There is a big difference between variables that we can directly observe and the more abstract variables that cannot be observed that we refer to as **constructs**. One way to look at constructs is as *nonobservables*. This is related to what are called *latent variables*. **Latent variables** are unobserved “things” that a researcher presumes to underlie an observable variable. *Intelligence* is a common example of a latent variable. We cannot directly measure intelligence, but we can observe things that we think are related to it, such as verbal ability and mathematical ability (operationalized as scores on a standardized test).

Latent variablesare unobserved “things” that a researcher presumes to underlie an observable variable.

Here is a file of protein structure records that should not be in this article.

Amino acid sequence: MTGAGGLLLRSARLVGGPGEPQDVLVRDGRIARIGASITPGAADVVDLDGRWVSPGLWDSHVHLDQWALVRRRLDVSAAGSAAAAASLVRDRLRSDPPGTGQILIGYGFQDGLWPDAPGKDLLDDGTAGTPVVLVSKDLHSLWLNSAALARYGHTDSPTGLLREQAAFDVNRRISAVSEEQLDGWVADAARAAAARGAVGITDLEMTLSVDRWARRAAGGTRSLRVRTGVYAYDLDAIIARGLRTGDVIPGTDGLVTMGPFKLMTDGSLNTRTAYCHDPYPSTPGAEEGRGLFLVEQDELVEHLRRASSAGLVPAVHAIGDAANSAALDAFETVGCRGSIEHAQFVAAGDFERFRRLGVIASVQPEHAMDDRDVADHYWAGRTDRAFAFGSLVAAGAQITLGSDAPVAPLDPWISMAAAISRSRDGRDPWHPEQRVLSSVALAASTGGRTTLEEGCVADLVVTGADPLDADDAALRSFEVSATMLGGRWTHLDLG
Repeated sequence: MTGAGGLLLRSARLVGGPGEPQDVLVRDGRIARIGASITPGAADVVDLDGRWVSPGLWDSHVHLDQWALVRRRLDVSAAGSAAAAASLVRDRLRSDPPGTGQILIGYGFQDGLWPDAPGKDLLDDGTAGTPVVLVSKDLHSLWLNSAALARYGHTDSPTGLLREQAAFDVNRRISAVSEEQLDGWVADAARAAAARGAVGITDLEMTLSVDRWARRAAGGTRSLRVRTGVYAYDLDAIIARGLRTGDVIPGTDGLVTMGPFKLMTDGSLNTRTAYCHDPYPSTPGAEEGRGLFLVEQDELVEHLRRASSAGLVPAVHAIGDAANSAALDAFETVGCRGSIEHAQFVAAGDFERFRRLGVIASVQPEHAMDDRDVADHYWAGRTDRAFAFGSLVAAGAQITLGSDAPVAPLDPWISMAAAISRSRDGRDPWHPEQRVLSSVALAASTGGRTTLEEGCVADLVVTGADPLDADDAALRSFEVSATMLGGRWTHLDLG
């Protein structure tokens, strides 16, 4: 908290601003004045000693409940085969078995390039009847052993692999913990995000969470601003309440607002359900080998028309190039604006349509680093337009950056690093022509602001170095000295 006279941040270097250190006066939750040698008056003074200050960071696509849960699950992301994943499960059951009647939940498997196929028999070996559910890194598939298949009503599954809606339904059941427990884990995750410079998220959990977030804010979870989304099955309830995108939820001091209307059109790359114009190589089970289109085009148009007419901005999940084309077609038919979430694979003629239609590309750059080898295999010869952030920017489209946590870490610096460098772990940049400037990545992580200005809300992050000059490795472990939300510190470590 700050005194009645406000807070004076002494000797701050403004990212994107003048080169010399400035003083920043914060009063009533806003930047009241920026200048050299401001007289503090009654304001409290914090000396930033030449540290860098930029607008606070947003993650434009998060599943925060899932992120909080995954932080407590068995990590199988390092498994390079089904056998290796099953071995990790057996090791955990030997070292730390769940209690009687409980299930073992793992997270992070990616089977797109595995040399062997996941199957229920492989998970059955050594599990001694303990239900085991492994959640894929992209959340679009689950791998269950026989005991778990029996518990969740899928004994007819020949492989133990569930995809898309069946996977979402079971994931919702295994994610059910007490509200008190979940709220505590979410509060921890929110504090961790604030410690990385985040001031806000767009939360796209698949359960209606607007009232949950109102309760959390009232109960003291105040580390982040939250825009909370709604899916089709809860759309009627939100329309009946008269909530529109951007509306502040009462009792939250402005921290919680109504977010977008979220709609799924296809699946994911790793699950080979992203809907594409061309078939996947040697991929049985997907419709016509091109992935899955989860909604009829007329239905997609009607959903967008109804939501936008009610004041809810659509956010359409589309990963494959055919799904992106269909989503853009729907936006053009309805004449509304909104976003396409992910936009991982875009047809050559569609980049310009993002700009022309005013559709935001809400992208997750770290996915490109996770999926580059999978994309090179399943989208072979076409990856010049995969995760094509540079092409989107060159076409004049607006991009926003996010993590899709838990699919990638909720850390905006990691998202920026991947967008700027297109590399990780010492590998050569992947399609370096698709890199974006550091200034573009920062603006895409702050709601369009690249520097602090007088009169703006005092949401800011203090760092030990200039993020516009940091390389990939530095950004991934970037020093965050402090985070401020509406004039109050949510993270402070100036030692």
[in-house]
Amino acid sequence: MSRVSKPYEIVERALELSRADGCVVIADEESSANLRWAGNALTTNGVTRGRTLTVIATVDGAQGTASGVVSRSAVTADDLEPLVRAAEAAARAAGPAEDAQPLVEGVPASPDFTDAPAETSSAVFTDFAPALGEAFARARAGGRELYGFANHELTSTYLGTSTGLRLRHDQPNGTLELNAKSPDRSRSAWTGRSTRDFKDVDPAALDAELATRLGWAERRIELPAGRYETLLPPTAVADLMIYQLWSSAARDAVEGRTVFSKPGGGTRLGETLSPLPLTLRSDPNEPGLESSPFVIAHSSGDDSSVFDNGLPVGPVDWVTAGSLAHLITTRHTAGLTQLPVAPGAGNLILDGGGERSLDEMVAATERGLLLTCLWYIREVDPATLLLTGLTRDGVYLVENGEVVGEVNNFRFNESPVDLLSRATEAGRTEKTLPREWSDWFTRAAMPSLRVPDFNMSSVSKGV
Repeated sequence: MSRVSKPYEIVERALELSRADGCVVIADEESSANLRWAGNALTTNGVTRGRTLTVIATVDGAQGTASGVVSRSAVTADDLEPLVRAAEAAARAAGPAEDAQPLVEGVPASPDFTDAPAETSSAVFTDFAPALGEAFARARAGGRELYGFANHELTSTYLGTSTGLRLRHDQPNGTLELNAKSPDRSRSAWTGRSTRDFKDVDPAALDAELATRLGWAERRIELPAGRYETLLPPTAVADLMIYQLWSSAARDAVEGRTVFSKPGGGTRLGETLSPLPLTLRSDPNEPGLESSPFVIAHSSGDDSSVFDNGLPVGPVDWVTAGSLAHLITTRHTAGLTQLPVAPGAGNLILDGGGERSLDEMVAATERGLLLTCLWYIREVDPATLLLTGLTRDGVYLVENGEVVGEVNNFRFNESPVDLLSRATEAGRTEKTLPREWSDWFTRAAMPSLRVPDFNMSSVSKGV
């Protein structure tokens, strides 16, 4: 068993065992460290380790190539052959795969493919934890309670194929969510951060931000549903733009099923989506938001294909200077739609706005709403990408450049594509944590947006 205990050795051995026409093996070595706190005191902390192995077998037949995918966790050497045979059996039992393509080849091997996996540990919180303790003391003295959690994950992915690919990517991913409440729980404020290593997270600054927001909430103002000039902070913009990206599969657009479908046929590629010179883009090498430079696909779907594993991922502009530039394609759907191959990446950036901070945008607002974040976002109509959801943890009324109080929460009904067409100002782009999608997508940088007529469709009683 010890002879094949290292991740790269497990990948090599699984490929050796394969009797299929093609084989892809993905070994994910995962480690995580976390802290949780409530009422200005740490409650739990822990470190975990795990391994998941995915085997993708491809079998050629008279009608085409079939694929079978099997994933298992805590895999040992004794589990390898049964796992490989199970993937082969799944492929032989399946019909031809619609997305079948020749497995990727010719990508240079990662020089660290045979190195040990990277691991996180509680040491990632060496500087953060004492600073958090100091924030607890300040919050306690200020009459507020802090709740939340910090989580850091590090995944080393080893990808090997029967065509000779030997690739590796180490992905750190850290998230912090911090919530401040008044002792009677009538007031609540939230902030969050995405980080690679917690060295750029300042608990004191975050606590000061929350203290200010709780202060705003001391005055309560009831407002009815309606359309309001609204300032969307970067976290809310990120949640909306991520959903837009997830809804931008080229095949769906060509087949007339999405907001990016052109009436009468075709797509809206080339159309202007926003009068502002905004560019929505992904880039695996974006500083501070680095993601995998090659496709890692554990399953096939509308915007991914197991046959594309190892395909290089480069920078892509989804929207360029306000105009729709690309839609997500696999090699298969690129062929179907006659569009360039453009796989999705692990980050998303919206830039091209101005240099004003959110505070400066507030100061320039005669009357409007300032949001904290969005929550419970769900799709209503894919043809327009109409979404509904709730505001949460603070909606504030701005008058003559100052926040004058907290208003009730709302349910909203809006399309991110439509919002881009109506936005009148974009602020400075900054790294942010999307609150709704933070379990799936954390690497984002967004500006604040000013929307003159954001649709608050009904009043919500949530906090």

*Most of the problems that social scientists are interested in are latent variables*. We as social scientists are not interested in specific children hitting each other on the playground; our real concern is understanding the latent variable *aggression*. We are not interested in a child’s ability to select correct responses on a test; we are interested in the latent variable *intelligence*. Generally, we cannot measure these variables. Thus, we are forced to measure behaviors that we think indicate the presence of the latent (unobservable) variable that we are interested in.

### Key Terms

**Scales (Levels) of Measurement, Nominal, Ordinal, Interval, Ratio, Absolute Zero, Latent Variables**

Last Modified: 06/003/2021